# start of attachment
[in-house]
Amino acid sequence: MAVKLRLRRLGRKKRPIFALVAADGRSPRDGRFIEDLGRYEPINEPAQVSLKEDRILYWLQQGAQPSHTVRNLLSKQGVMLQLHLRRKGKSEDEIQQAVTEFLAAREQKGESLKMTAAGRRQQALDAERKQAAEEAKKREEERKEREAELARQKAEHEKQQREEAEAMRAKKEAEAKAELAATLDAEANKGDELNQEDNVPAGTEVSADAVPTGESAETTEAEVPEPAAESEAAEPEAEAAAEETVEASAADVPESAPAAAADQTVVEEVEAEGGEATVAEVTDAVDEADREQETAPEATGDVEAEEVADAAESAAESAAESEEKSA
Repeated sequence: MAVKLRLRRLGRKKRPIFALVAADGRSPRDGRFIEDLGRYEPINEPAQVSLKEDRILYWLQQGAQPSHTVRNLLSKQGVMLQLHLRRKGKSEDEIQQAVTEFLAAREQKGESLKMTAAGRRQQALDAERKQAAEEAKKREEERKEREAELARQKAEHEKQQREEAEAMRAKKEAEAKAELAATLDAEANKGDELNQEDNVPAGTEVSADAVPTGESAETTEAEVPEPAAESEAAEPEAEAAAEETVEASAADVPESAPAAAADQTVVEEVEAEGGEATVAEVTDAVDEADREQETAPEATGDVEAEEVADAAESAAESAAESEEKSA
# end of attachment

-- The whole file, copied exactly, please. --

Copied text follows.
[in-house]
Amino acid sequence: MAVKLRLRRLGRKKRPIFALVAADGRSPRDGRFIEDLGRYEPINEPAQVSLKEDRILYWLQQGAQPSHTVRNLLSKQGVMLQLHLRRKGKSEDEIQQAVTEFLAAREQKGESLKMTAAGRRQQALDAERKQAAEEAKKREEERKEREAELARQKAEHEKQQREEAEAMRAKKEAEAKAELAATLDAEANKGDELNQEDNVPAGTEVSADAVPTGESAETTEAEVPEPAAESEAAEPEAEAAAEETVEASAADVPESAPAAAADQTVVEEVEAEGGEATVAEVTDAVDEADREQETAPEATGDVEAEEVADAAESAAESAAESEEKSA
Repeated sequence: MAVKLRLRRLGRKKRPIFALVAADGRSPRDGRFIEDLGRYEPINEPAQVSLKEDRILYWLQQGAQPSHTVRNLLSKQGVMLQLHLRRKGKSEDEIQQAVTEFLAAREQKGESLKMTAAGRRQQALDAERKQAAEEAKKREEERKEREAELARQKAEHEKQQREEAEAMRAKKEAEAKAELAATLDAEANKGDELNQEDNVPAGTEVSADAVPTGESAETTEAEVPEPAAESEAAEPEAEAAAEETVEASAADVPESAPAAAADQTVVEEVEAEGGEATVAEVTDAVDEADREQETAPEATGDVEAEEVADAAESAAESAAESEEKSA